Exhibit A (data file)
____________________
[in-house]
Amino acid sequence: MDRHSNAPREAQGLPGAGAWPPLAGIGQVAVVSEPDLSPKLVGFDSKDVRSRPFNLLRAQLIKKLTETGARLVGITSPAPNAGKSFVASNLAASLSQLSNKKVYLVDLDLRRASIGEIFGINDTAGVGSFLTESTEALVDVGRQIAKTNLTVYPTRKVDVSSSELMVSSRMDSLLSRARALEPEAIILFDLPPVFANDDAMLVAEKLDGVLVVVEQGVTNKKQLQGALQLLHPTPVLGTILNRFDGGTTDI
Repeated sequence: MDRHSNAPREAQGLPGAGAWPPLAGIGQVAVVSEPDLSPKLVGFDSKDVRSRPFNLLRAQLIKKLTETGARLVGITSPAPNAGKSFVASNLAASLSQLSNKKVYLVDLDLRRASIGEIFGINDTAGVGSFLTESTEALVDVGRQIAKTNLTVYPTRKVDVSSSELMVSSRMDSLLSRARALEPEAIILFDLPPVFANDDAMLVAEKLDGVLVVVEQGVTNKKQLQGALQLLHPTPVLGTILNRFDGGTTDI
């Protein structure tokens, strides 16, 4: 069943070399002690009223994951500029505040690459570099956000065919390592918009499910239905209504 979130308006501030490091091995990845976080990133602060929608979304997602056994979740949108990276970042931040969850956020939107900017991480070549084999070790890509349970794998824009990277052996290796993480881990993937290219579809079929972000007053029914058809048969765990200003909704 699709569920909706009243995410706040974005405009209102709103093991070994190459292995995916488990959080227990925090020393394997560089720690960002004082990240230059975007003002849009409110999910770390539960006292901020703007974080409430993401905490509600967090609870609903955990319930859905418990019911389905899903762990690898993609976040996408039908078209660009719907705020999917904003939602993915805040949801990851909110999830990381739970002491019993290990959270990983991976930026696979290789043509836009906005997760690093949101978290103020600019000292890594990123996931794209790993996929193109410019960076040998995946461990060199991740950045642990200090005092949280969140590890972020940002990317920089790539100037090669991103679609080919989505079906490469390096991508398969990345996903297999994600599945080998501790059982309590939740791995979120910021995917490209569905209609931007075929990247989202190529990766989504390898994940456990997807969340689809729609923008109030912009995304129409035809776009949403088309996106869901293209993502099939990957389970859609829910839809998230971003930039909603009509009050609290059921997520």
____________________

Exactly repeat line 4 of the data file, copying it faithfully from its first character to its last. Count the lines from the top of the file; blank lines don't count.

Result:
């Protein structure tokens, strides 16, 4: 069943070399002690009223994951500029505040690459570099956000065919390592918009499910239905209504 979130308006501030490091091995990845976080990133602060929608979304997602056994979740949108990276970042931040969850956020939107900017991480070549084999070790890509349970794998824009990277052996290796993480881990993937290219579809079929972000007053029914058809048969765990200003909704 699709569920909706009243995410706040974005405009209102709103093991070994190459292995995916488990959080227990925090020393394997560089720690960002004082990240230059975007003002849009409110999910770390539960006292901020703007974080409430993401905490509600967090609870609903955990319930859905418990019911389905899903762990690898993609976040996408039908078209660009719907705020999917904003939602993915805040949801990851909110999830990381739970002491019993290990959270990983991976930026696979290789043509836009906005997760690093949101978290103020600019000292890594990123996931794209790993996929193109410019960076040998995946461990060199991740950045642990200090005092949280969140590890972020940002990317920089790539100037090669991103679609080919989505079906490469390096991508398969990345996903297999994600599945080998501790059982309590939740791995979120910021995917490209569905209609931007075929990247989202190529990766989504390898994940456990997807969340689809729609923008109030912009995304129409035809776009949403088309996106869901293209993502099939990957389970859609829910839809998230971003930039909603009509009050609290059921997520």